For an example and maybe give you some ideas below is a link to my take on the Purina Chicken Hutch. Note the hutch nests boxes of Purina are too high and for small coops only need two nests. One could move door to side of front and have nest boxes same height next to door on front side. But purina has a great corner post and floor system. Just use 2x3's for it and 2x2s for nailers the floor attaches too, in small coop and 1/2" ply floor one 2x2 also can work for center floor joist. Chickens don't weigh much so privides enough support and acts for place to screw a hook to hold feeder under coop.

    Last edited: Jan 22, 2016
    1 person likes this.
  4. ECBW

    ECBW Songster

    Apr 12, 2011
    Prefab or build, you might want to keep it.

    My first coop is a 3x4 and 3 ft walls with a removable roof peak at 4. With the roof off, 2 guys can pick each piece up.

    Learned the do's and donts with it. Then built my main coop. The small coop is very useful as the multi purpose coop.
    Last edited: Jan 22, 2016
    1 person likes this.
  5. donrae

    donrae Hopelessly Addicted Premium Member

    Jun 18, 2010
    Southern Oregon

    I almost never say this, but in your case I'd start small. I can't advise on brands, etc, sorry, but for 3 birds look for a 4x4 coop and a run of 4x10. That will be tight-ish on space IMO but it will get you by for your time frame. When it comes time to move, you'll have something easy to take with you, that can house your current flock while you get settled and figure out if/how you want to expand on your flock. Assuming you do want to expand, that small coop and run will come in handy somewhere down the line--brooding new chicks, quarantining new purchases, grow-out pen for a few cockerels, breeding pen, whatever. You can never have too much chicken housing [​IMG]. Dealing with a small coop for a while will also give you ideas about how you want your "real" coop to be when you land at your permanent place.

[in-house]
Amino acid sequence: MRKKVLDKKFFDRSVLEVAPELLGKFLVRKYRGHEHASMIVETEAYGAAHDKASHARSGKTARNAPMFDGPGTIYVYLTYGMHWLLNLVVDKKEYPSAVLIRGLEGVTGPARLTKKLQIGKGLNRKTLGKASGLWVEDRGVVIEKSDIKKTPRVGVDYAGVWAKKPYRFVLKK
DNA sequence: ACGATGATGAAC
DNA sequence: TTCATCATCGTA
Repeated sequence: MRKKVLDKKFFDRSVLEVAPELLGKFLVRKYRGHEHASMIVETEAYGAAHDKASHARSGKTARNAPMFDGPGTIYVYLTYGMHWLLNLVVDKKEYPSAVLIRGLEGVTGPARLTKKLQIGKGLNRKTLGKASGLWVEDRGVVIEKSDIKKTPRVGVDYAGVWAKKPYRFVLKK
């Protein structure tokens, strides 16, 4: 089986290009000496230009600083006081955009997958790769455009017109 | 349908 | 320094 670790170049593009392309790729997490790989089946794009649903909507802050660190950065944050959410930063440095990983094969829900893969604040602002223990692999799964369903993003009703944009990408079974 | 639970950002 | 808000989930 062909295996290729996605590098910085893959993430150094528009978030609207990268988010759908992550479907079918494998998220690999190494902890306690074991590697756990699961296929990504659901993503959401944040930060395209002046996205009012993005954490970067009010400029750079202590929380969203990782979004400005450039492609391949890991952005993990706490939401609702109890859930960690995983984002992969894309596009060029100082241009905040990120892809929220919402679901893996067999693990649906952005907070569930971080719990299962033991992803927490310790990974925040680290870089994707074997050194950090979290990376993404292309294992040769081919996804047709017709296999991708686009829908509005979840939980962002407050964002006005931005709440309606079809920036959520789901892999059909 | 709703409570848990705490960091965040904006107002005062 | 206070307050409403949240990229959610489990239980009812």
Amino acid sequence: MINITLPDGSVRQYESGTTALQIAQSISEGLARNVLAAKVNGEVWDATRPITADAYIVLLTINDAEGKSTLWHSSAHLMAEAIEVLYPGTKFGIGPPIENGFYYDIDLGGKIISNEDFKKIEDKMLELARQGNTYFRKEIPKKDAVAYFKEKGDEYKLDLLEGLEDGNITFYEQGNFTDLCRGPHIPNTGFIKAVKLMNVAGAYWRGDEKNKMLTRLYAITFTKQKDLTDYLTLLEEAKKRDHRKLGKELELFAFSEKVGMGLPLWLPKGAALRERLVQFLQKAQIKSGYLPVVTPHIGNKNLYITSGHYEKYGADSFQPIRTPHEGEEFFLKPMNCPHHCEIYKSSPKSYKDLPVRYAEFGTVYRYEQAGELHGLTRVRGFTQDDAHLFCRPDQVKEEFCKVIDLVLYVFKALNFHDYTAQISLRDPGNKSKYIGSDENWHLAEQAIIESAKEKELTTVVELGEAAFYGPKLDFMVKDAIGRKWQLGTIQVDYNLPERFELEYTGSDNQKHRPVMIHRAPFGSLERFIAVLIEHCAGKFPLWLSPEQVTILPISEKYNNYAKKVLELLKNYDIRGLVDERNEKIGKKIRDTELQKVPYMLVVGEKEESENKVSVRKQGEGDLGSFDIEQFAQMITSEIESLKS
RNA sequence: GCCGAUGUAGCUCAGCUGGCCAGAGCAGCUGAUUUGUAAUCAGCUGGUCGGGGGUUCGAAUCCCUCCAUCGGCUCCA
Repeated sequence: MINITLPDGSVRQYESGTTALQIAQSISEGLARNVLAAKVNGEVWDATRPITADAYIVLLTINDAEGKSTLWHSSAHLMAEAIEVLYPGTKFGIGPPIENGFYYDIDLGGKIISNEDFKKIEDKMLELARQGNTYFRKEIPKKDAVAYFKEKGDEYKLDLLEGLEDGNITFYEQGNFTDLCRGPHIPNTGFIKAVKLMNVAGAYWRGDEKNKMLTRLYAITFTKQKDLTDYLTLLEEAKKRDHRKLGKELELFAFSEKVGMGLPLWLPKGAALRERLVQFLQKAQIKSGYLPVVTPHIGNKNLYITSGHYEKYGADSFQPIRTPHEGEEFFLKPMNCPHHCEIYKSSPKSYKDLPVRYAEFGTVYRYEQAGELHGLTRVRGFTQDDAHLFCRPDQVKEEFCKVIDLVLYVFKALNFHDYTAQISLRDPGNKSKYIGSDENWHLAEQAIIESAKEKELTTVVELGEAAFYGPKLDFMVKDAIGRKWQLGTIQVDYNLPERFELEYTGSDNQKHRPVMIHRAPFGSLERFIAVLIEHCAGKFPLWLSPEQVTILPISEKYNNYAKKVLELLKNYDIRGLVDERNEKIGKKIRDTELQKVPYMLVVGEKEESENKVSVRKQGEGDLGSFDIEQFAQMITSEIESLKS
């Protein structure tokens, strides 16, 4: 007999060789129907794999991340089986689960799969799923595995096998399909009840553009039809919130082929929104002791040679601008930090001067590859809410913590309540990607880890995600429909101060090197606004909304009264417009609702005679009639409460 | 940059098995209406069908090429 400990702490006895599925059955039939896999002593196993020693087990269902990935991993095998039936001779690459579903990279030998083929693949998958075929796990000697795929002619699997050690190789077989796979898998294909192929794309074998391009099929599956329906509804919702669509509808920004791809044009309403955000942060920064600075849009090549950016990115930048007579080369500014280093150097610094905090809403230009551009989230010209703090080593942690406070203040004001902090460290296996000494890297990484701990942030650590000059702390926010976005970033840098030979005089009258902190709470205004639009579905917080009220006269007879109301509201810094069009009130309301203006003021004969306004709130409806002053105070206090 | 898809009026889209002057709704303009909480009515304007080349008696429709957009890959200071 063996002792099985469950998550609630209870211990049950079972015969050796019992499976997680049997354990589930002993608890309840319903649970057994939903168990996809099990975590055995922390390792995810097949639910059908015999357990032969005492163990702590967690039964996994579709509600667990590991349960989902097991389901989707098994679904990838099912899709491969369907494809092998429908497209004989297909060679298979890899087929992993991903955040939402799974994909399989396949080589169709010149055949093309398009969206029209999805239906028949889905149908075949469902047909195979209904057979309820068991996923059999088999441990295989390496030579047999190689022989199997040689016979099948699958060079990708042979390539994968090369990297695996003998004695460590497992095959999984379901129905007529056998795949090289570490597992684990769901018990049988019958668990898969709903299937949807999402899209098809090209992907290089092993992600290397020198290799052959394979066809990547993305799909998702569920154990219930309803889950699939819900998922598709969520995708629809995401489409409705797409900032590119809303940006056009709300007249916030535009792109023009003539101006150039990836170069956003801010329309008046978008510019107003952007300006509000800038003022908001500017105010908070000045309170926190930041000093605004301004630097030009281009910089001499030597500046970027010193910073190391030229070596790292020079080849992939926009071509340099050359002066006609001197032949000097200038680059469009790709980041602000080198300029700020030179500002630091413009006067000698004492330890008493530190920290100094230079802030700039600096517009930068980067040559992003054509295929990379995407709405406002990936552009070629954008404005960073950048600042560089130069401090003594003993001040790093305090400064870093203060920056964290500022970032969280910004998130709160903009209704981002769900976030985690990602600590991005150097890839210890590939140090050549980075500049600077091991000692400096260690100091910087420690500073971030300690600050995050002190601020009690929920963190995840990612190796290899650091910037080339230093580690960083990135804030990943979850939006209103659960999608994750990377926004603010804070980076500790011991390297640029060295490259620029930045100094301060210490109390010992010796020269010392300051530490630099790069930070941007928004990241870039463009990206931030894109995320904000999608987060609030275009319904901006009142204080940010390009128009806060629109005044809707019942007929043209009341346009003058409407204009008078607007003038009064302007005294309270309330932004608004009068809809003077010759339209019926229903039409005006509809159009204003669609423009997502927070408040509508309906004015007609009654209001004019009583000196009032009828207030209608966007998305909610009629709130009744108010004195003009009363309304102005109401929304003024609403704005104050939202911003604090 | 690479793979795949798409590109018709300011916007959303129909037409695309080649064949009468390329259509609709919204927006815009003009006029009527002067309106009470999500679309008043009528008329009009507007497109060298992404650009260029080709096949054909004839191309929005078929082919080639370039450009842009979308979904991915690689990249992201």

And, if your life changes between now and then, a smaller coop like that will be easier to sell if you need to quit keeping chickens.
    2 people like this.
  6. yellowchicks

    yellowchicks Chirping

    Jun 27, 2014
    My Coop
    My 4' x 4' coop and the 4' x 6' run comes apart easily in case we have to move them. The heaviest part of the coop was the asphalt shingle roof with skylight. Worst come to worst, the entire roof panel can be removed and the coop can be stripped down to the frame. Take a look at my coop page for more details on the lightweight framing. You can use a much lighter roofing material to reduce the weight.

    If you don't want to spend that much energy in building such a small permanent coop, then in your case, buy a prefab coop for now and build a larger and more permanent coop later when you move may be the way to go.
  7. Ridgerunner

    Ridgerunner Free Ranging

    Feb 2, 2009
    Southeast Louisiana